I had always wondered why the psalmists needed these breaks. Selahs. I thought it might be a gasp for air, or a tense, suspenseful silence. Maybe it was a musical interlude.
Now I wonder if it didn’t have something to do with the wild emotions of the psalms. The joy and pain and worship and questioning come in unrelenting waves. It is the book of the Bible, more than any other, that does not shy away from raw emotions. And I love it. But sometimes, you need a space to breathe.
This is how I knew that the depression had finally been chased away: because I put on lipstick, and I wore my hair down around my shoulders without caring who would see. Because I laughed with my head back in the rain. Because there was wonder and anger and joy and pain and excitement and stress, and my legs did not buckle beneath me. It may have been simply because the snow finally stopped falling. And it was because the drink in my hand wasn’t to make it linger or make it go away, but just because. It was because I felt the emotions in my chest, constant and predictable like a heartbeat. Not violent and churning, but steady and real.
And it has been a year. No matter how you measure these days, that’s the measure of them. I can’t put a number to the beginning or the ending, but it must have been a year because something in the ebb and flow of things has left me in spring again. The most uncertain season.
A year later there are not storms. There were. There were tornadoes that day I left, and if it wasn’t an omen it could have been. Today there is just rain. It comes down thickly, but sort of silently. The sky stays firmly in place. The sky has stopped spinning.

The sky has stopped spinning.
I guess it’s sort of funny how I was always a late bloomer. And now, a year after it should have, the dust has finally (finally) settled. And this breath is a laughing one. I stop and wonder how many breaths there have been this year (not enough of them laughter). I wonder at the fact that there was not a second when they stopped. In a year of suspended motion and almost complete atrophy, this, of all things, is the one I can count on.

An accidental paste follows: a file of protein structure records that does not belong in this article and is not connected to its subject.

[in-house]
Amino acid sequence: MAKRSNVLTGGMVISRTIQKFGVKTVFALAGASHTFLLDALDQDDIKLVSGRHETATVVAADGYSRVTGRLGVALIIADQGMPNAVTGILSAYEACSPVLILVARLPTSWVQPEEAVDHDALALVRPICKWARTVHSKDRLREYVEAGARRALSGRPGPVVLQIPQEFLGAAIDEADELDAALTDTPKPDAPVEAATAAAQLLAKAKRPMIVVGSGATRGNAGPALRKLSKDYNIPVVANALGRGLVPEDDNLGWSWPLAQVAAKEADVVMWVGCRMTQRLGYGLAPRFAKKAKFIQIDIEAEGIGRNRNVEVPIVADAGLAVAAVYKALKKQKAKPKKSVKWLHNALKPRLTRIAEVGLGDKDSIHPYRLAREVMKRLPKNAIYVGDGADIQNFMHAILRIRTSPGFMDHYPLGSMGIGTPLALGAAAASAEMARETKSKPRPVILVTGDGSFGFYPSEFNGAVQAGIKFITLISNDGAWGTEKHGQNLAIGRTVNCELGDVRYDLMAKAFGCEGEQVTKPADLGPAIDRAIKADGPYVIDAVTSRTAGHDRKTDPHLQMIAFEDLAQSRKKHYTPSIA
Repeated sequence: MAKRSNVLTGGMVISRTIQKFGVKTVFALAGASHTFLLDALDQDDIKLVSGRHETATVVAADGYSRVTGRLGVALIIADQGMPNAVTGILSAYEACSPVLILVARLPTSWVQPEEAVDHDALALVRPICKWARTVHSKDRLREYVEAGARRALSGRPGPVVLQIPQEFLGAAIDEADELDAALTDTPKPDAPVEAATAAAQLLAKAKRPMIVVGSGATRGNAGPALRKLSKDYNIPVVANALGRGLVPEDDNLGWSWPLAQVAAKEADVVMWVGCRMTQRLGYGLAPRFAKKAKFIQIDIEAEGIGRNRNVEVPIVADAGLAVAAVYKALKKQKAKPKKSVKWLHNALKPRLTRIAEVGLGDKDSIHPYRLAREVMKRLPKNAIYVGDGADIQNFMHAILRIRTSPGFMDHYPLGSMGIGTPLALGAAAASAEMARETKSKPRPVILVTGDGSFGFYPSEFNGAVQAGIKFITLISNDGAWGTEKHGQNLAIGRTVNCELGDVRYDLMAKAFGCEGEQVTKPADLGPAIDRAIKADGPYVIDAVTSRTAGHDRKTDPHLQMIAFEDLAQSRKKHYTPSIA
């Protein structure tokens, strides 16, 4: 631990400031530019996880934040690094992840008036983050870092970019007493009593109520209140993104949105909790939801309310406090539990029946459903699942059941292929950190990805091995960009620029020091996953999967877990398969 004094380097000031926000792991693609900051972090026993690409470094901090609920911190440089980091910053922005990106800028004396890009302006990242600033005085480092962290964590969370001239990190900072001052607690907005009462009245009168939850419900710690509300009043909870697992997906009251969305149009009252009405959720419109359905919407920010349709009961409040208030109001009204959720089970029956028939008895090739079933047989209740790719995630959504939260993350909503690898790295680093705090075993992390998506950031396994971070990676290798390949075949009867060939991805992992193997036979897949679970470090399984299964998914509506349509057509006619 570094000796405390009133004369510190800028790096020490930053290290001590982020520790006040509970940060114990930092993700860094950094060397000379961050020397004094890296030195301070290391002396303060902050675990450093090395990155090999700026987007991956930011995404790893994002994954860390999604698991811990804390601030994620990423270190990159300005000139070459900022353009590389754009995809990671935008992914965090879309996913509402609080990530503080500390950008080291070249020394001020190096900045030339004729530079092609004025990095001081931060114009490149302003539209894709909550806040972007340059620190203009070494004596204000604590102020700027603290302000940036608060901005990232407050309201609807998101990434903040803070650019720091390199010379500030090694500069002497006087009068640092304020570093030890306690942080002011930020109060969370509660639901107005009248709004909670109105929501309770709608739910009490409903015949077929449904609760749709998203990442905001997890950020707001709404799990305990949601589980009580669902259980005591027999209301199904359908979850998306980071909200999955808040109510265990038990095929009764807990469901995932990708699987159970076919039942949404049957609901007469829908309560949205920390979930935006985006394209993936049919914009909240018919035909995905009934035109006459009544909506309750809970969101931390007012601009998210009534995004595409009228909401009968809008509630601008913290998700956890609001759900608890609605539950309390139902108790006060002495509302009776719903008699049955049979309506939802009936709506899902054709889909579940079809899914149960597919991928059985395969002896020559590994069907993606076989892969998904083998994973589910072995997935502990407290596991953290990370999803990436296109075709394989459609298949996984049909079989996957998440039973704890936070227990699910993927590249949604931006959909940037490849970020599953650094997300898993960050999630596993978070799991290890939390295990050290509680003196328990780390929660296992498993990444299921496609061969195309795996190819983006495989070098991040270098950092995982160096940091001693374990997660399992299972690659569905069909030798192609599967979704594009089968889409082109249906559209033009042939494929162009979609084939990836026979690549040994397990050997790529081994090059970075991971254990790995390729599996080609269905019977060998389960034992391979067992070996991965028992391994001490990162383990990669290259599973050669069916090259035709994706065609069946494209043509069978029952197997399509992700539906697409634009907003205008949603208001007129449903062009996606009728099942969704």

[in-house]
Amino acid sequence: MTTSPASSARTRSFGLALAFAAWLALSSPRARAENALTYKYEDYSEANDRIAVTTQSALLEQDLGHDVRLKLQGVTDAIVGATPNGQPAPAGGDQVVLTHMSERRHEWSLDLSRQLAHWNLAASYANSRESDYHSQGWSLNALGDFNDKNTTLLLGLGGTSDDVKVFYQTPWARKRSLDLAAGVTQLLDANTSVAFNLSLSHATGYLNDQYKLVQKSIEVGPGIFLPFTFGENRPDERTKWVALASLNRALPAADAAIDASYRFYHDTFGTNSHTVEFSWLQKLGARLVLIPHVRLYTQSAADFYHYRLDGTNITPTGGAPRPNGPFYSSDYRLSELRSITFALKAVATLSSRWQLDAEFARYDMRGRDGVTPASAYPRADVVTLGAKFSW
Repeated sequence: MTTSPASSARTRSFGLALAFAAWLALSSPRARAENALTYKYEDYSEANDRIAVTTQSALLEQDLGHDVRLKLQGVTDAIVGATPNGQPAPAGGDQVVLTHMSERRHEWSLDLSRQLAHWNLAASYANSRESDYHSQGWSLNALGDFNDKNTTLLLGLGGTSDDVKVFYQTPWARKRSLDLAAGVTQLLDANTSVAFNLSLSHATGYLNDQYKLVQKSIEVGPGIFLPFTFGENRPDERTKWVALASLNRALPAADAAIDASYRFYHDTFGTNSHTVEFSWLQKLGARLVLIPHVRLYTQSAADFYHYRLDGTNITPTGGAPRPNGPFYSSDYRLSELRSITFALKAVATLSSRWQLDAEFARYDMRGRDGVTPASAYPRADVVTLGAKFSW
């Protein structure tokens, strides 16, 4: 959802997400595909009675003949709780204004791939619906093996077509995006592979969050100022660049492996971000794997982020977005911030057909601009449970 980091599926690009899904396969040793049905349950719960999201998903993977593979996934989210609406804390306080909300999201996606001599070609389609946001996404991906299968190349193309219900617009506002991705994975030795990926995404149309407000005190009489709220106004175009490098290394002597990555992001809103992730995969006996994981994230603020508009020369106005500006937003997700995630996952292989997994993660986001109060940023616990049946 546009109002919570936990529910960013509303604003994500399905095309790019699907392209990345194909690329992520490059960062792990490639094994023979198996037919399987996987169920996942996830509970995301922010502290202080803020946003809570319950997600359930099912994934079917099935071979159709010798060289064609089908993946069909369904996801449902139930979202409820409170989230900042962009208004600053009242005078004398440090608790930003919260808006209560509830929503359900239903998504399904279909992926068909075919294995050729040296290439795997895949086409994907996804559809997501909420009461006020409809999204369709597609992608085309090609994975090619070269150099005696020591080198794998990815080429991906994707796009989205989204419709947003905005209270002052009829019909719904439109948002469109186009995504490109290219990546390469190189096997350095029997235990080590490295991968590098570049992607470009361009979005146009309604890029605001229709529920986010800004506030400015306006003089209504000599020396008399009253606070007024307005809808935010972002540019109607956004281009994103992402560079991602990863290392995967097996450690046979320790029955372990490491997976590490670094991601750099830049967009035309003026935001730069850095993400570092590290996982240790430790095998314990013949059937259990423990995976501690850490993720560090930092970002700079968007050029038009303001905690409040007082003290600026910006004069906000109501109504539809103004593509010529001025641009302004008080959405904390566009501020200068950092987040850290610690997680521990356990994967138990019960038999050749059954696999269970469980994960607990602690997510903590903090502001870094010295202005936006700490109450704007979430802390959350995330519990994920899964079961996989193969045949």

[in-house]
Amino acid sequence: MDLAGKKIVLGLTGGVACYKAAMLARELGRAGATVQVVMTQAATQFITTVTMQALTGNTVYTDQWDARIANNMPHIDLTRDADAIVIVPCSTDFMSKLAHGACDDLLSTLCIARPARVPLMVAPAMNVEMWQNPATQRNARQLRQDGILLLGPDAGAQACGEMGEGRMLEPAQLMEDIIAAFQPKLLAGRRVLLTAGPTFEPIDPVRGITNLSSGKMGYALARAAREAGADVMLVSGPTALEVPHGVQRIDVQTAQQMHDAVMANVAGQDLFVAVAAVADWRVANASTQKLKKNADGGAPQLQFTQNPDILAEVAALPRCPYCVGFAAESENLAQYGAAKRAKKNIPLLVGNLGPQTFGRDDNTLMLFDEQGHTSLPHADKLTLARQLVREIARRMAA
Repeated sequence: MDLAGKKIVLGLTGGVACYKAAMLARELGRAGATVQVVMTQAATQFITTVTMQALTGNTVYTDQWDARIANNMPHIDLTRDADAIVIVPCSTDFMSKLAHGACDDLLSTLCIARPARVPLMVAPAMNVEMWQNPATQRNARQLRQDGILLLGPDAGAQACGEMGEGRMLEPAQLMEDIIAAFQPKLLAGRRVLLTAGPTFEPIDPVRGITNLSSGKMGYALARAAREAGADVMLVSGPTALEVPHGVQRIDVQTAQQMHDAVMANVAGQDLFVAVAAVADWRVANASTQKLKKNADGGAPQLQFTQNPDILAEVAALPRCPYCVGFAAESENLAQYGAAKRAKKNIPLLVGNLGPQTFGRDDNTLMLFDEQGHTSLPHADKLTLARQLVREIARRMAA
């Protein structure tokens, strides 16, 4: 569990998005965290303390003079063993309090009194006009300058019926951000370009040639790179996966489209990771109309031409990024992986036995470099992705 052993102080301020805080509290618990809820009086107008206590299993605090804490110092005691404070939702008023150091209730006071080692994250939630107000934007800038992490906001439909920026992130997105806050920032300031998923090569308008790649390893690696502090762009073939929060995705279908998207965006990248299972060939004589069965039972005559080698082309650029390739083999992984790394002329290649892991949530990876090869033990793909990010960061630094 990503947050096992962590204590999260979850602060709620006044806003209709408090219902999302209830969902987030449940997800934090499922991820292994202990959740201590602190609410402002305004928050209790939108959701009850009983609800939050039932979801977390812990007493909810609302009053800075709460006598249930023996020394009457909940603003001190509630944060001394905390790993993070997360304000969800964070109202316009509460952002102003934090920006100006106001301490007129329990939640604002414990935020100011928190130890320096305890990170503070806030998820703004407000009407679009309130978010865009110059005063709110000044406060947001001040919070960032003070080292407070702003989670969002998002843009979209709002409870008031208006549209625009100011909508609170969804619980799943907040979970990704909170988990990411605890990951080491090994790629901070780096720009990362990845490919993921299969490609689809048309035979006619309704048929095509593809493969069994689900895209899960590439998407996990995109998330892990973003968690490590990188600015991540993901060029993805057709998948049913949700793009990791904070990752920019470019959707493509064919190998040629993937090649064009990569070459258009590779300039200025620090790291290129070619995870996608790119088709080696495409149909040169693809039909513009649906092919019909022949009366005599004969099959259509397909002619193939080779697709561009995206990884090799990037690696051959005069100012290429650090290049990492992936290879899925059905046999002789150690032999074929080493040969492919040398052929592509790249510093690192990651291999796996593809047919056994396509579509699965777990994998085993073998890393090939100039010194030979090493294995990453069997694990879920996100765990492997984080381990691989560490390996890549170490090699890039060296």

In. Out. “Jesus Christ, Son of God”. breathe. “Have mercy on me, a sinner”. Breathe.
The prayer becomes a coughing fit, becomes the death throes of what must have been a sinus infection, as it wasn’t tuberculosis.
It wasn’t. There was never something lethal inside me, as it turns out. Nothing that wouldn’t, eventually, be chased away. I guess I croaked to her that I was dying, because the medicine hadn’t worked yet. “no faster than usual, though”.
Oh God, write it on my forehead. Say nothing about me, except these five words.
And, like Nate would say, “all will be well and all will be well, and all manner of things will be well” (it’s something like that, anyway.)
Do I regret losing this year to some bizarro adult Neverland? Do I wish I hadn’t lost it under the unrelenting waves? I can’t answer that. Because the ground is finally steady under my feet, and I don’t want to look over my shoulder anymore. (is everything perfect, or even good? I don’t know. But it is *okay*.)
I don’t suppose anyone will actually read this. When it comes to that, I don’t know that I mean for them to read it. Maybe eventually I will write real words again. Maybe eventually I will have something to say other than the little words and things that are filling conversations and letters right now. Maybe eventually I will want the space to wonder about the big things. But for the moment, I just want to revel in the parts of life I hadn’t noticed in a while.



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